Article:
2019 ISAKOS Biennial Congress ePoster #949
Higher Axial Tibiofemoral Rotation and Functional Outcomes with Mobile-Bearing Total Knee Arthroplasty Compared to Fixed-Bearing at One- but Not at Two-Year Follow-Up: A Randomized Clinical Trial
Joicemar T. Amaro, MD, São Paulo, SP BRAZIL
João V. Novaretti, MD, São Paulo, SP BRAZIL
Diego C. Astur, MD, PhD, São Paulo, SP BRAZIL
Elton Cavalcante, MD, São Paulo, SP BRAZIL
Adilson G. Rodrigues Jr., MD, São Paulo, SP BRAZIL
Pedro Debieux, MD, PhD, São Paulo, SP BRAZIL
Camila Cohen Kaleka, MD, São Paulo, SP BRAZIL
Moises Cohen, MD, PhD, Prof., São Paulo, SP BRAZIL
Paulista School of Medicine (EPM), Federal University of São Paulo, São Paulo, SP, BRAZIL
FDA Status Not Applicable
Mobile-bearing TKA allowed higher degree of rotation when walking, stepping up stairs and standing up from a chair and had higher functional outcomes compared to fixed-bearing TKA at one-year follow-up. However, no difference in in vivo kinematics nor in clinical outcomes was observed between fixed- and mobile-bearing prostheses at two-year follow-up.
Fixed-bearing TKA, despite excellent clinical results, still exhibits polyethylene wear-related problems, such as osteolysis around the implants, especially in younger patients. Meanwhile, the main interest of using mobile-bearing TKA is to reduce polyethylene wear and osteolysis by allowing freedom of the tibial polyethylene insert to rotate around a central post, generating less stress between components.
Three-dimensional (3D) in vivo knee kinematics analysis is a valuable method to evaluate physiological and pathological processes that may occur in a prosthetic knee. Changes in knee kinematics during gait and daily living activities can develop after knee arthroplasty, thus a better understanding of the in vivo knee kinematics after these procedures is critical for a better understanding of how these implants behave postoperatively and may help determine the diagnosis of implant failures.
Therefore, the objective of the present study was to determine in vivo knee kinematics and clinical outcomes of patients who underwent fixed- and mobile-bearing TKA at one- and two-year follow-up. Considering the theoretical advantages of mobile-bearing TKA, it was hypothesized that mobile-bearing TKA would have higher axial rotation during gait, stepping up and stepping down stair steps, getting up from a chair and sitting on a chair, and higher range of motion and patient reported outcome measures compared to fixed-bearing TKA at one- and two-year follow-up.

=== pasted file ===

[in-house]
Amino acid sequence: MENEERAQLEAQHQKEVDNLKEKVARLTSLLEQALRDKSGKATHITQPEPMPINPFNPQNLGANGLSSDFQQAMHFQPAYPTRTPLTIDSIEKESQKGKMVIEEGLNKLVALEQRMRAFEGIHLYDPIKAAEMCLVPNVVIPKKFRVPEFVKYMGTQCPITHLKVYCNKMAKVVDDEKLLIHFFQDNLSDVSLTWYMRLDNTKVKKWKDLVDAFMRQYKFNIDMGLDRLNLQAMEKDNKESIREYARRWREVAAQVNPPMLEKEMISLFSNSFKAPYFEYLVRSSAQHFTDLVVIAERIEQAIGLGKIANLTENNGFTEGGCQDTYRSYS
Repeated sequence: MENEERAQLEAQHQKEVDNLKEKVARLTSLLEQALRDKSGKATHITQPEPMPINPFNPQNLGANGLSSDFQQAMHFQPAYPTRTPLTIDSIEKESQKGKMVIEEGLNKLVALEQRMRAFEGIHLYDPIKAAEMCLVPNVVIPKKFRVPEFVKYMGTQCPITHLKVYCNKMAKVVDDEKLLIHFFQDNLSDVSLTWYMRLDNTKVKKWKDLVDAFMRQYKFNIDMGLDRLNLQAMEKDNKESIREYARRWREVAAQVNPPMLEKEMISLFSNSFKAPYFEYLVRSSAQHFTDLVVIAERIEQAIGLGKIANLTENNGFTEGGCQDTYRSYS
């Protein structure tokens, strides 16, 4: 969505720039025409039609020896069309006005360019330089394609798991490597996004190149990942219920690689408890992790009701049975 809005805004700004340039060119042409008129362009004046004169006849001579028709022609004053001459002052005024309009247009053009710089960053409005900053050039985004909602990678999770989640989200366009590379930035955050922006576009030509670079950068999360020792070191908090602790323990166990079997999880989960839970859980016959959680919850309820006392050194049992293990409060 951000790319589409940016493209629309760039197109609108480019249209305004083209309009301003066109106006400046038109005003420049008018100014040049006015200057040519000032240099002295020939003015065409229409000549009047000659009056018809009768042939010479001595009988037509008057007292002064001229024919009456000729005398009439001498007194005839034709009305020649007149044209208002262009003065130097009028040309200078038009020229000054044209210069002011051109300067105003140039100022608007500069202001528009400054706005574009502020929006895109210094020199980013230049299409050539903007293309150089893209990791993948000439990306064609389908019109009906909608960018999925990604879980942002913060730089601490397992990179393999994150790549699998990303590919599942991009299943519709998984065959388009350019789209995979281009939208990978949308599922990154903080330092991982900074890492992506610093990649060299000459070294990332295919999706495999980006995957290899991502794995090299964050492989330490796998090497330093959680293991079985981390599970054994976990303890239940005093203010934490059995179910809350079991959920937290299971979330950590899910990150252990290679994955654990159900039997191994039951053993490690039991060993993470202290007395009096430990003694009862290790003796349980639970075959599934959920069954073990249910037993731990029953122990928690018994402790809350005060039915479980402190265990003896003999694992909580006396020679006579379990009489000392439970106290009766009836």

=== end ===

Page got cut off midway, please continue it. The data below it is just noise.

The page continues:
This prospective double-blinded randomized controlled trial was carried out from November 2011 to December 2012 in accordance with the Consolidated Standards of Reporting Trials (CONSORT) guideline for clinical trials. Sixty-four patients were randomized to fixed- and mobile-bearing TKA groups (32 patients in each group). All patients were evaluated with: three-dimensional in vivo knee kinematics analysis during gait, stepping up and stepping down stair steps, getting up from a chair and sitting on a chair; knee range of motion and patient reported outcome measures [Knee Outcome Survey-Activities of Daily Living Scale (KOS-ADLS) and pain visual analogue scale (VAS)] at one- and two-year follow-up. The Kolmogorov-Smirnov test was used to test if variables were normally distributed. A Student's t test was utilized to compare continuous variables between patients in the two groups. Chi-square test was used to compare the groups with respect to categorical variables. The alpha level for statistical significance was set at p<0.05.
The mean axial tibiofemoral rotation in patients with mobile-bearing TKA was significantly higher during gait (13.3 vs. 10.7), stepping up (12.8 vs. 10.0) and getting up (16.1 vs. 12.1) from a chair compared to fixed-bearing TKA patients at one-year follow-up (p<0.05). KOS-ADLS function score was significantly higher in the mobile-bearing compared to the fixed-bearing TKA group (32.0 vs. 27.7) at one-year follow-up (p<0.05). No significant difference in kinematics and clinical outcomes between fixed- and mobile-bearing TKA groups was observed at two-year follow-up (p>0.05).
Discussion And Conclusion
Mobile-bearing TKA allowed higher degree of rotation when walking, stepping up stairs and standing up from a chair and had higher functional outcomes compared to fixed-bearing TKA at one-year follow-up. However, no difference in in vivo kinematics nor in clinical outcomes was observed between fixed- and mobile-bearing prostheses at two-year follow-up. The greater axial rotation in patients with mobile-bearing TKA compared to fixed-bearing TKA in the present study at one-year follow-up but not at two-year follow-up could be explained by a hardening effect, which at certain period of time postoperatively would cause the tibial insert of mobile-bearing prostheses to behave kinematically similar to a fixed tibial insert. This also explains the higher functional scores at one-year follow-up in the mobile-bearing TKA group but no better clinical outcomes after two-year follow-up.